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Antimicrob Agents Chemother. 2003 Oct;47(10):3208-13.

A rifampin-hypersensitive mutant reveals differences between strains of Mycobacterium smegmatis and presence of a novel transposon, IS1623.

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  • 1Department of Medical Genetics and Microbiology, University of Toronto, Toronto, Ontario M5S 1A8, Canada.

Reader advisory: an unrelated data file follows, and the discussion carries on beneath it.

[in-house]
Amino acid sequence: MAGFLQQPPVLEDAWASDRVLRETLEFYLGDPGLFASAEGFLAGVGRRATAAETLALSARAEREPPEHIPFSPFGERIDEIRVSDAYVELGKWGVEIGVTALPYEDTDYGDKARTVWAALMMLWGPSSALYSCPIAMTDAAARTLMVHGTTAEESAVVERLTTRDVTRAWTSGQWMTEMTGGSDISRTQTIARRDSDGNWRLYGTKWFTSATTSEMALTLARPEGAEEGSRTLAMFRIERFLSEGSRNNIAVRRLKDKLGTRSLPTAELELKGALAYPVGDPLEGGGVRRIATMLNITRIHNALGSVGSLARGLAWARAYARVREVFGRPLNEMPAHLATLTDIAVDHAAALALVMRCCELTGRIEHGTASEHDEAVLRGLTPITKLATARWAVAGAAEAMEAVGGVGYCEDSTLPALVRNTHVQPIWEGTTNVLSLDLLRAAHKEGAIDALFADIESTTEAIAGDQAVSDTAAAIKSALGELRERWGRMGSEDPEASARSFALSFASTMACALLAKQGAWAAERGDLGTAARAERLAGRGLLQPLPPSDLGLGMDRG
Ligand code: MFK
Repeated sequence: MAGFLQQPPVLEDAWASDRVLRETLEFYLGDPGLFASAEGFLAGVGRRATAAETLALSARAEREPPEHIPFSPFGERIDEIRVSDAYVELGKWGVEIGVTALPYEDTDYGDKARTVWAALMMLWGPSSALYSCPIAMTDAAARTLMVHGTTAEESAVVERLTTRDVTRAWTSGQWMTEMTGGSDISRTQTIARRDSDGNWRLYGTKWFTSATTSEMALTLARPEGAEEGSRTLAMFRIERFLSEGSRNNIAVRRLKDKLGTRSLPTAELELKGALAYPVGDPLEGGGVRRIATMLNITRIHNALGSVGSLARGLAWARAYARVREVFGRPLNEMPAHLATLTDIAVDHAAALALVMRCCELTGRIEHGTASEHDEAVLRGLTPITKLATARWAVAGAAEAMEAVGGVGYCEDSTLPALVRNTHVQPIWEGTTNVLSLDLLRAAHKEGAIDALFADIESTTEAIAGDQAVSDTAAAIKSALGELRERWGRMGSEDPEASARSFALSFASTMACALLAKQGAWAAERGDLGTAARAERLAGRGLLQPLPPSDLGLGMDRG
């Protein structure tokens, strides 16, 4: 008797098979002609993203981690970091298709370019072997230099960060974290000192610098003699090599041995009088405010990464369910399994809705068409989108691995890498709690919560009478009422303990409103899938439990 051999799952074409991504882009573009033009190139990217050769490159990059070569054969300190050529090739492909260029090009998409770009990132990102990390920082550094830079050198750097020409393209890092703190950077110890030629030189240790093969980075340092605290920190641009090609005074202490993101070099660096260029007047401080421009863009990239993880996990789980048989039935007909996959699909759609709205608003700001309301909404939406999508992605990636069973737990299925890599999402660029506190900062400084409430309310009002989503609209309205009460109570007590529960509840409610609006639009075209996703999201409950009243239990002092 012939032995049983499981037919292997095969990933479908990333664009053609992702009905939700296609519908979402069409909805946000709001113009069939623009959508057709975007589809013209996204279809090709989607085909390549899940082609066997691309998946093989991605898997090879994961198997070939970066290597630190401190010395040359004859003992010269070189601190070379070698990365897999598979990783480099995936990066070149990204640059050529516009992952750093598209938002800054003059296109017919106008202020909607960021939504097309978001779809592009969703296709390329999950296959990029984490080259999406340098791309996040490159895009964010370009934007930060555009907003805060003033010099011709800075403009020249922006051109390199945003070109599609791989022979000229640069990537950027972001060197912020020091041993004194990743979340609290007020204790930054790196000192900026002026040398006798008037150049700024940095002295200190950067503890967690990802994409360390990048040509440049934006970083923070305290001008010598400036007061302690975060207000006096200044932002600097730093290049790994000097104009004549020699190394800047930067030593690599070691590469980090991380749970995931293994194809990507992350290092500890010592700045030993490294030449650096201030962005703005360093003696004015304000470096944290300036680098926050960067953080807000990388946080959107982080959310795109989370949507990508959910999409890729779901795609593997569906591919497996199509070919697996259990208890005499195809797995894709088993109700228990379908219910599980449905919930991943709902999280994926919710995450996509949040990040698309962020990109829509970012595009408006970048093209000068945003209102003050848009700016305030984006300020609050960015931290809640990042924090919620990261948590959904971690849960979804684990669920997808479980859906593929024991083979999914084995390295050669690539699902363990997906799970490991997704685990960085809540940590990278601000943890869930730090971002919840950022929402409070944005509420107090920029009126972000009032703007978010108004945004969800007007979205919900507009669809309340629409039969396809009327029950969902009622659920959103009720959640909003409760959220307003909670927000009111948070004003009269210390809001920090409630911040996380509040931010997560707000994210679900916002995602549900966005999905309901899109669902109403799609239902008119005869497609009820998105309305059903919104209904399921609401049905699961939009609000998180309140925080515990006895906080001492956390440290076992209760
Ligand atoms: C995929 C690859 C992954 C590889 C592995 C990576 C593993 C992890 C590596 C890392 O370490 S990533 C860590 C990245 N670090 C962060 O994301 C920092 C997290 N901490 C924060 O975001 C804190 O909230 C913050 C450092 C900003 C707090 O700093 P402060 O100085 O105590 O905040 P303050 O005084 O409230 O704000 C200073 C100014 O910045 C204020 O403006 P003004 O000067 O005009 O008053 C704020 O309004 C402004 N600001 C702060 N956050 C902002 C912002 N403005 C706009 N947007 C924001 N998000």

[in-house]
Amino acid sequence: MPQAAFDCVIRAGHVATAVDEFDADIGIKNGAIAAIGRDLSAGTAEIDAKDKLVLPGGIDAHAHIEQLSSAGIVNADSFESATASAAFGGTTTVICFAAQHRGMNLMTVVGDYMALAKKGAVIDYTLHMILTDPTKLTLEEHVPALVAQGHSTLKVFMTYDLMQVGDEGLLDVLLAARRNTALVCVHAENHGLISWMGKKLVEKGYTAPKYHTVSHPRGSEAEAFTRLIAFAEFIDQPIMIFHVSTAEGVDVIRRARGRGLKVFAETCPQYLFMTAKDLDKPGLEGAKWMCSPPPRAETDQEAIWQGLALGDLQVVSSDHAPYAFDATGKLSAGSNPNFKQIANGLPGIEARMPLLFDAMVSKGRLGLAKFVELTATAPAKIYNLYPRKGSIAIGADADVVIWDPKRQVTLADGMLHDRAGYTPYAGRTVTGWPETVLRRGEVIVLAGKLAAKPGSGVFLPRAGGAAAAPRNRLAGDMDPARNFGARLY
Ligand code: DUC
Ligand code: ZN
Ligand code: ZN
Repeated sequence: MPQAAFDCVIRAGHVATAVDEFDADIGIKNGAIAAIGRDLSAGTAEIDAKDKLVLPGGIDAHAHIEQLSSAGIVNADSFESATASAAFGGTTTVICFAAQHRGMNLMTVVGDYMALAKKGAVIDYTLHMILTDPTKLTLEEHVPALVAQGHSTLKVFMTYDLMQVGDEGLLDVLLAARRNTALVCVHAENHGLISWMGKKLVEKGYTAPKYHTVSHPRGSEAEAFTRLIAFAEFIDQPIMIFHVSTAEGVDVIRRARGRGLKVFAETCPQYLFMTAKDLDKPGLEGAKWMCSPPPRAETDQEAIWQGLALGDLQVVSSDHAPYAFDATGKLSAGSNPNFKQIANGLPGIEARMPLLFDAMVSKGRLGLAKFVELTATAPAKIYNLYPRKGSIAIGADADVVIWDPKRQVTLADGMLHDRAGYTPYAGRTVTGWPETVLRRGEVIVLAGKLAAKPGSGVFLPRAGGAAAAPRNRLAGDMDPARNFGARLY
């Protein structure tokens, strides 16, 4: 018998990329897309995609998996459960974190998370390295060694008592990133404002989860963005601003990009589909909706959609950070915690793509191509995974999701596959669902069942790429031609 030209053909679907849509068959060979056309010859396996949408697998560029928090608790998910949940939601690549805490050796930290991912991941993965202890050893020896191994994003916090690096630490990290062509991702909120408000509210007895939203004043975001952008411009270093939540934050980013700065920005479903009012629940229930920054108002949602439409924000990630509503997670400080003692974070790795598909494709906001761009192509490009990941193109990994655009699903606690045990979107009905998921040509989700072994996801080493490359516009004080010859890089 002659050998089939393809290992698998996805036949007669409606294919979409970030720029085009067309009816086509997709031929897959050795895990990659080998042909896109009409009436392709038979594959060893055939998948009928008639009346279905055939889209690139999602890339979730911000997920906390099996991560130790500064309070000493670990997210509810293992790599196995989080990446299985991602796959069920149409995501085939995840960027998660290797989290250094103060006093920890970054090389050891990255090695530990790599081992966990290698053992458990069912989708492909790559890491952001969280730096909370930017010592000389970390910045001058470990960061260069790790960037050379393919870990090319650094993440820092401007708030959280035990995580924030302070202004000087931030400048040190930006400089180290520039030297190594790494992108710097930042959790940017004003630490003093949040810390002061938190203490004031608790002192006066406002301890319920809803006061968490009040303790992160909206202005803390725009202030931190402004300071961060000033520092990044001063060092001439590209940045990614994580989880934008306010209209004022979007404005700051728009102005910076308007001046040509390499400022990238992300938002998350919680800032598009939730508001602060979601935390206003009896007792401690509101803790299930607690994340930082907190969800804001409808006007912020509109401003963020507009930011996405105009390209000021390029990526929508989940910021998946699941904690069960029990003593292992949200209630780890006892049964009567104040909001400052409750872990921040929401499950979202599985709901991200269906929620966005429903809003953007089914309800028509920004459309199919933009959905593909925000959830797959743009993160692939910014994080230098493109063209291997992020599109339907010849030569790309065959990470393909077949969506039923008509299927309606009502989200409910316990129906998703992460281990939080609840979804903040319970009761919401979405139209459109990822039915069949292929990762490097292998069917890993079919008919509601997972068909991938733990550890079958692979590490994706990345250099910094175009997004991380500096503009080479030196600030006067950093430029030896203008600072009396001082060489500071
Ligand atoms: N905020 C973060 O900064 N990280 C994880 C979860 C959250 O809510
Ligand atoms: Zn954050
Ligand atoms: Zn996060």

Rifampin is a front-line antibiotic for the treatment of tuberculosis. Infections caused by rifampin- and multidrug-resistant Mycobacterium tuberculosis strains are difficult to treat and contribute to a poor clinical outcome. Rifampin resistance most often results from mutations in rpoB. However, some drug-resistant strains have rpoB alleles that encode the phenotype for susceptibility. Similarly, non-M. tuberculosis mycobacteria exhibit higher levels of baseline resistance to rifampin, despite the presence of rpoB alleles that encode the phenotype for susceptibility. To identify other genes involved in rifampin resistance, we generated a library of Mycobacterium smegmatis mc(2)155 transposon insertion mutants. Upon screening this library, we identified one mutant that was hypersensitive to rifampin. The transposon insertion was localized to the arr gene, which encodes rifampin ADP ribosyltransferase, an enzyme able to inactivate rifampin. Sequence analysis revealed differences in the arr alleles of M. smegmatis strain mc(2)155 and previously described strain DSM 43756. The arr region of strain mc(2)155 contains a second, partial copy of the arr gene plus a novel insertion sequence, IS1623.

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